Similarly, in spite of the book wanting us to root for Alice and Adam (the twins Leslie and Alex have), it’s hard to really feel for them when they come across as extraordinarily two-dimensional, particularly Alice.  Children characters can be written in a well-rounded way, and when it’s well-done, it’s incredible.  Here, though, Alice and Adam seem to mostly be fulfilling the role of children and not of fully fleshed characters.

Most of these issues are more prevalent in the second half of the book, so it’s no surprise the ending is a bit odd and feels like it leaves the reader hanging.  I was surprised to find out there’s a sequel, as I thought this was a standalone book.  On the one hand I’m glad there’s another one, because the story isn’t finished.  On the other, I’m not a fan of such total cliffhanger endings.

Overall, the first half of the book offers up a thrilling and horrifying critique of just how far people should be willing to go to get pregnant.  The second half, however, is not as tightly plotted and drops the well-rounded characterization found in the first half of the book.  Recommended to pregnancy and/or genetic modification horror enthusiasts who may be interested in a different twist but won’t be disappointed by a cliffhanger ending.

3 out of 5 stars

Source: Audible

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Banner for the RIP IX challenge.

5 More Questions About Books

February 25, 2010 6 comments

You guys may remember the previous meme post I did 5 Questions About Books, which I acquired from Syosset Public Library’s Readers and Reference blog.  Well, the lovely Sonia of the library, contacted me with the complete list of questions they use in case I wanted to do another meme!  Gotta love my fellow librarians 😉  So here’s 5 More Questions About Books, and as before, feel free to use the meme yourself.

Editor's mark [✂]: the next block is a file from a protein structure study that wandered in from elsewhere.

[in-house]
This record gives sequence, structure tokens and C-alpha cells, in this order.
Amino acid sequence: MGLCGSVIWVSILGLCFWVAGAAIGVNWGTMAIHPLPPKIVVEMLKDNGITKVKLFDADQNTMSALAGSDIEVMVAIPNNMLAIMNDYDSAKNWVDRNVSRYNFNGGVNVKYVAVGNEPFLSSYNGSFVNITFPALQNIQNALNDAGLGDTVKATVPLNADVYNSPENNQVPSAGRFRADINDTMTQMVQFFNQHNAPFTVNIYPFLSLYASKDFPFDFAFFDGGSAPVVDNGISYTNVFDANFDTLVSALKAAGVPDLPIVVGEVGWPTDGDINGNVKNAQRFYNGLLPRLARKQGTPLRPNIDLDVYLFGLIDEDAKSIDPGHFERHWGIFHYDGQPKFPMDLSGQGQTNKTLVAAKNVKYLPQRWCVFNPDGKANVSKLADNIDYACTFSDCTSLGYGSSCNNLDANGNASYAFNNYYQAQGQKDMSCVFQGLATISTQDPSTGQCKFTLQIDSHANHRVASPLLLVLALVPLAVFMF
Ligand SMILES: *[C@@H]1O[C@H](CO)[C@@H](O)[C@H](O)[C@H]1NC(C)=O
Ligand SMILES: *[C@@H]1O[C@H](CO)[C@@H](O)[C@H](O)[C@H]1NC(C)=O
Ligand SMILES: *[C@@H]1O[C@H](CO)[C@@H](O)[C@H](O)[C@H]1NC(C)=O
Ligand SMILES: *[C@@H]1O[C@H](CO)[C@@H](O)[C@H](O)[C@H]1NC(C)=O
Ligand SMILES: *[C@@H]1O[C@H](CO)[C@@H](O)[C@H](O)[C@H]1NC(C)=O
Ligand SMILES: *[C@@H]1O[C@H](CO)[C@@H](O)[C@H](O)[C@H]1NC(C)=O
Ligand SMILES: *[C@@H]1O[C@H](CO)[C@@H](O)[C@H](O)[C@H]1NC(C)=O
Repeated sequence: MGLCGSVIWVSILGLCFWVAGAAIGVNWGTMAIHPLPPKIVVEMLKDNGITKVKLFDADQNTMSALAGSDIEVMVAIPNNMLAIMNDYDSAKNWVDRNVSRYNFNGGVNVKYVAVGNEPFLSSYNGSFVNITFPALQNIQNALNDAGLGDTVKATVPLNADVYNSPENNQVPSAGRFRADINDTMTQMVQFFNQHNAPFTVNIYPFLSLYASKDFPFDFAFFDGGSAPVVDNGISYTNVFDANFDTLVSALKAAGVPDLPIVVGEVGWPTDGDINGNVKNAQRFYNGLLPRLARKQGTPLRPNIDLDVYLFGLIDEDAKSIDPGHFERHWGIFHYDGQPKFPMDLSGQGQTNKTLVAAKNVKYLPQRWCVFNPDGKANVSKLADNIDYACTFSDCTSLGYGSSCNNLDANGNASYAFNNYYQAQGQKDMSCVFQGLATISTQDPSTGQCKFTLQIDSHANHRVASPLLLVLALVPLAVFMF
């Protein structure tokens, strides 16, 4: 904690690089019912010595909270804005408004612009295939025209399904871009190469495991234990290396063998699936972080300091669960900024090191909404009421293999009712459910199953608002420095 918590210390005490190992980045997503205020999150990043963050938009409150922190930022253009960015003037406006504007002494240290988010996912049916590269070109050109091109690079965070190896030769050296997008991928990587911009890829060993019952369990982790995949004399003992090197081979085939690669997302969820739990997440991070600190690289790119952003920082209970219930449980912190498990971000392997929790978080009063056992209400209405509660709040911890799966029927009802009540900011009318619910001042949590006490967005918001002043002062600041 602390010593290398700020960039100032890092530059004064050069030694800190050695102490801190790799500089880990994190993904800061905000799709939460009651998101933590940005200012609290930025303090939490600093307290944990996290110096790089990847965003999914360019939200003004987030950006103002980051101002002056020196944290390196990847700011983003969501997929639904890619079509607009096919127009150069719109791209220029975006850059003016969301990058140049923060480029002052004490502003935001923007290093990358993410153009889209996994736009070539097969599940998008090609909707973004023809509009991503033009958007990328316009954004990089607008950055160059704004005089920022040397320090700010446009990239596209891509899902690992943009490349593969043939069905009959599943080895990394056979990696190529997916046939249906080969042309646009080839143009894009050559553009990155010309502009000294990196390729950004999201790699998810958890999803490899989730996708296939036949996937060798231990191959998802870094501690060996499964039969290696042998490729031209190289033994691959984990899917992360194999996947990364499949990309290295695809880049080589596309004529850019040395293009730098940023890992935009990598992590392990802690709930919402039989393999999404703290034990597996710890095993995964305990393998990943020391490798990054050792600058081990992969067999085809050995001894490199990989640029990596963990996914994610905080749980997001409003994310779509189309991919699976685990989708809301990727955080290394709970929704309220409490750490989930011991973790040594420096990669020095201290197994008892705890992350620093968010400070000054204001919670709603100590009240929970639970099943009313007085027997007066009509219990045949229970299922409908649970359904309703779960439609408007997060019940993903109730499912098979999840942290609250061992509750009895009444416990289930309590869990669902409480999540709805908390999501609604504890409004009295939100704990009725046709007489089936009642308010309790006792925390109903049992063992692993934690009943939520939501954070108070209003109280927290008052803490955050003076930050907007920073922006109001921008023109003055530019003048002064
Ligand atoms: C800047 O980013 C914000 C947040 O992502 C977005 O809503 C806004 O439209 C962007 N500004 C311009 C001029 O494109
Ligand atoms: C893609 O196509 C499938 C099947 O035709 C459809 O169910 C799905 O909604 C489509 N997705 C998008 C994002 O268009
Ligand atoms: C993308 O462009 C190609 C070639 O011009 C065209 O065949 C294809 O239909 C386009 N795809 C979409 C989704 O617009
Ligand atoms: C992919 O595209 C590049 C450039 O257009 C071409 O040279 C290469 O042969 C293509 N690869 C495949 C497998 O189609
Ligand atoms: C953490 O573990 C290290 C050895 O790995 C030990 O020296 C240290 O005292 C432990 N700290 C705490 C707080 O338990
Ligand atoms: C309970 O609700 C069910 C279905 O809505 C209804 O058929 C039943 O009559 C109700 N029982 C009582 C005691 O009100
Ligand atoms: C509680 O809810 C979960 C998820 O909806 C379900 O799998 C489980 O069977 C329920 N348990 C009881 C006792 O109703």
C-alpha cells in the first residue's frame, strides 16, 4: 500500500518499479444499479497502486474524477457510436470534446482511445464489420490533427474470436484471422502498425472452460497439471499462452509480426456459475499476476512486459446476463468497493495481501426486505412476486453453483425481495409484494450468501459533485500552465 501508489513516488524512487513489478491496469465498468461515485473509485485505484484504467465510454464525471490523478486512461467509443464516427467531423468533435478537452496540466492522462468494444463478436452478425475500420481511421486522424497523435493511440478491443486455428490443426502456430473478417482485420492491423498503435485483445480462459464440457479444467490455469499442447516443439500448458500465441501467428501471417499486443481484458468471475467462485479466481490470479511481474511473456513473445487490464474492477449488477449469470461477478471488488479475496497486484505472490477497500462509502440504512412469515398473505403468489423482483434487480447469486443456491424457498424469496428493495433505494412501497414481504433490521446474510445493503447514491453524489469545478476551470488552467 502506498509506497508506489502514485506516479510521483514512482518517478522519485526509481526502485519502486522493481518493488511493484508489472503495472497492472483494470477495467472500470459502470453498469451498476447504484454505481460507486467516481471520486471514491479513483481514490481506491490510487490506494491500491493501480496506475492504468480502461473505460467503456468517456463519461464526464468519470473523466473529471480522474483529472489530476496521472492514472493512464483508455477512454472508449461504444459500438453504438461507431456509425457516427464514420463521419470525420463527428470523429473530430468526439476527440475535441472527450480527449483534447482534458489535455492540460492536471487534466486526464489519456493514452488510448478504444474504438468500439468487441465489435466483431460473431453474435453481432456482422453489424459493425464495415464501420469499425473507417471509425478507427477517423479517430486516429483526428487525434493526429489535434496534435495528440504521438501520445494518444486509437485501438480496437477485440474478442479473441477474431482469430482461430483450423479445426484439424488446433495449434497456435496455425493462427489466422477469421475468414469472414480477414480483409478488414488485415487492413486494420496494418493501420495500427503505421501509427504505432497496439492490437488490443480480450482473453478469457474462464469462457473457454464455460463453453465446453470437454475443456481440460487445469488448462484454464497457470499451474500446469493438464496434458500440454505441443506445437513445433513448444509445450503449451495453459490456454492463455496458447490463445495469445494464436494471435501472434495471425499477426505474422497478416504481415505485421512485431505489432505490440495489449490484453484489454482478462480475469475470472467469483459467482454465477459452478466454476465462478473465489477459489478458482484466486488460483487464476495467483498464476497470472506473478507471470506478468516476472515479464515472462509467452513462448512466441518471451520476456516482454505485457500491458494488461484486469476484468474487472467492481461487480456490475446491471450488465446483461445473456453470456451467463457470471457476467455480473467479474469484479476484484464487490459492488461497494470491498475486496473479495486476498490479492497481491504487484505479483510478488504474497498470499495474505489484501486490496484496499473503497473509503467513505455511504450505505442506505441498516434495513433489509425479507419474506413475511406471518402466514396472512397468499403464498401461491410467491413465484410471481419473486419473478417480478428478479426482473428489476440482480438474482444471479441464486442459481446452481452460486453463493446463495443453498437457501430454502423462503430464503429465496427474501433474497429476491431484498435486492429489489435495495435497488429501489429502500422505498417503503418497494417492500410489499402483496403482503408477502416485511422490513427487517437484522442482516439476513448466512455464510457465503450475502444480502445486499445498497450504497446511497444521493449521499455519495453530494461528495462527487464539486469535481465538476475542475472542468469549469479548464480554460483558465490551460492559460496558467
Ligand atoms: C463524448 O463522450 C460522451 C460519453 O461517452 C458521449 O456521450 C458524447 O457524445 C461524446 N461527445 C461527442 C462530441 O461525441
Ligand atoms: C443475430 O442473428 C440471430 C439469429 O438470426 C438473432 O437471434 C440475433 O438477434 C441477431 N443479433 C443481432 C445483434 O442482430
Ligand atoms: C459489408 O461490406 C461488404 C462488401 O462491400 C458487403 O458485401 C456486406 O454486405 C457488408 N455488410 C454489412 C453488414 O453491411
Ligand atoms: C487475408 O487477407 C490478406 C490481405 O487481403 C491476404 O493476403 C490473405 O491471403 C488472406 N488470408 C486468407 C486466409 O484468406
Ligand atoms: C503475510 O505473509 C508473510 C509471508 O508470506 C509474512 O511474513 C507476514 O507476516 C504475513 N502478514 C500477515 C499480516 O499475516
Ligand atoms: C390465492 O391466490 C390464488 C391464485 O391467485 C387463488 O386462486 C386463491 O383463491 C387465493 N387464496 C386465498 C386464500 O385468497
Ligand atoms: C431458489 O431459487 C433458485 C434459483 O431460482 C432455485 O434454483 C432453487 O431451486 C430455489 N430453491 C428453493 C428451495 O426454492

What book is on your nightstand right now?:
The Angry Heart: Overcoming Borderline and Addictive Disorders: An Interactive Self-Help Guide by Joseph Santoro, PhD.  It’s a great book, and I highly recommend it!

What is a book you’ve faked reading?:
Bleak House by Charles Dickens.  It was assigned for a required course in British literature.  I attempted to read it, but after a couple of chapters and with the other homework I had going on that semester, Sparknotes became my very dear friend.  For the record, I aced the exam questions on it. 😉

What’s a book that’s changed your life?:
The Handmaid’s Tale by Margaret Atwood.  I was raised in a very traditional, religious, patriarchal manner, and this book was what spurred me on to investigate other ways of looking at the world.  Needless to say, I am no longer religious; I am a feminist.  This book is what started me on the path to free-thought, and I will always love Margaret Atwood for that.

Can you quote a favorite line from a book?:
“…If death
Consort with thee, death is to me as life;
So forcible within my heart I feel
The bond of nature draw me to my own;
My own in thee, for what thou art is mine:
Our state cannot be severed, we are one,
One flesh; to lose thee were to lose myself.”
Adam to Eve, Paradise Lost by John Milton.  One of my favorite quotes of all time.

What’s your favorite book genre?:
This should come as absolutely no surprise to anyone, but dystopian literature followed closely by scifi with horror a super-duper close third.